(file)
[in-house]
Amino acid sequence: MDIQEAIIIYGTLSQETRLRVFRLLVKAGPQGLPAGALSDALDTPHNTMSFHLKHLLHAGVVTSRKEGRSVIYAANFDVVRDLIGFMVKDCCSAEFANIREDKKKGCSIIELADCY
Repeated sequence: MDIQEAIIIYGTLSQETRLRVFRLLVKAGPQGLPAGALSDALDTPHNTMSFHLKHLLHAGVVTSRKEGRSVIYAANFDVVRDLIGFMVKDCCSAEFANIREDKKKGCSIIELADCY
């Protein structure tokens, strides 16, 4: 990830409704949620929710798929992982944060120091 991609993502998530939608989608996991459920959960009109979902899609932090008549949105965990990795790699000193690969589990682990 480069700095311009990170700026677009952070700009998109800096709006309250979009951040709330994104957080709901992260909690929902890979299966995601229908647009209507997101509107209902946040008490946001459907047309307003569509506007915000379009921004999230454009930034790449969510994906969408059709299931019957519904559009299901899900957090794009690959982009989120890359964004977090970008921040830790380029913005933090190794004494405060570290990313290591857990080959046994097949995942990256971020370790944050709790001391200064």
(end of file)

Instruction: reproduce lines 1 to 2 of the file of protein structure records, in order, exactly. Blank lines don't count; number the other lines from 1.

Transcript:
[in-house]
Amino acid sequence: MDIQEAIIIYGTLSQETRLRVFRLLVKAGPQGLPAGALSDALDTPHNTMSFHLKHLLHAGVVTSRKEGRSVIYAANFDVVRDLIGFMVKDCCSAEFANIREDKKKGCSIIELADCY